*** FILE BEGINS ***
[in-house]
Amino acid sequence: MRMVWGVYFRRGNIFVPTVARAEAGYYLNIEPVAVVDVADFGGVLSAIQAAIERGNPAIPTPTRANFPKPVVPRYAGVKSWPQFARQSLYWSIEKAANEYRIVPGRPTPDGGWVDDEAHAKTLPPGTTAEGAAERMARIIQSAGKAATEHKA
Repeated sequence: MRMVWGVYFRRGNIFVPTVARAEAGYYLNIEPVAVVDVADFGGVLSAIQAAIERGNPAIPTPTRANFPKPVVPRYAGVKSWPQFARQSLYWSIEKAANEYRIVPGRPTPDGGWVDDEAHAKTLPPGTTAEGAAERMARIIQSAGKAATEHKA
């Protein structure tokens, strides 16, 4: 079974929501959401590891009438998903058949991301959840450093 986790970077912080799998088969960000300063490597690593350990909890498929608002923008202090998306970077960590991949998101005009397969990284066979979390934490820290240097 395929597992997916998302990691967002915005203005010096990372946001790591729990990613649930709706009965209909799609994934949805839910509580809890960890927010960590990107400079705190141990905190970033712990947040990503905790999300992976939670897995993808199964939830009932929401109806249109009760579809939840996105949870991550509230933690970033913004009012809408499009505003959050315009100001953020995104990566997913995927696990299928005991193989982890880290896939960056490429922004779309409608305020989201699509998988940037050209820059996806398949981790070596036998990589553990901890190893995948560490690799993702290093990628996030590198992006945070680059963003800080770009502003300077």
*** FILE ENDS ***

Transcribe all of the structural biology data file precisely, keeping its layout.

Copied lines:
[in-house]
Amino acid sequence: MRMVWGVYFRRGNIFVPTVARAEAGYYLNIEPVAVVDVADFGGVLSAIQAAIERGNPAIPTPTRANFPKPVVPRYAGVKSWPQFARQSLYWSIEKAANEYRIVPGRPTPDGGWVDDEAHAKTLPPGTTAEGAAERMARIIQSAGKAATEHKA
Repeated sequence: MRMVWGVYFRRGNIFVPTVARAEAGYYLNIEPVAVVDVADFGGVLSAIQAAIERGNPAIPTPTRANFPKPVVPRYAGVKSWPQFARQSLYWSIEKAANEYRIVPGRPTPDGGWVDDEAHAKTLPPGTTAEGAAERMARIIQSAGKAATEHKA
């Protein structure tokens, strides 16, 4: 079974929501959401590891009438998903058949991301959840450093 986790970077912080799998088969960000300063490597690593350990909890498929608002923008202090998306970077960590991949998101005009397969990284066979979390934490820290240097 395929597992997916998302990691967002915005203005010096990372946001790591729990990613649930709706009965209909799609994934949805839910509580809890960890927010960590990107400079705190141990905190970033712990947040990503905790999300992976939670897995993808199964939830009932929401109806249109009760579809939840996105949870991550509230933690970033913004009012809408499009505003959050315009100001953020995104990566997913995927696990299928005991193989982890880290896939960056490429922004779309409608305020989201699509998988940037050209820059996806398949981790070596036998990589553990901890190893995948560490690799993702290093990628996030590198992006945070680059963003800080770009502003300077």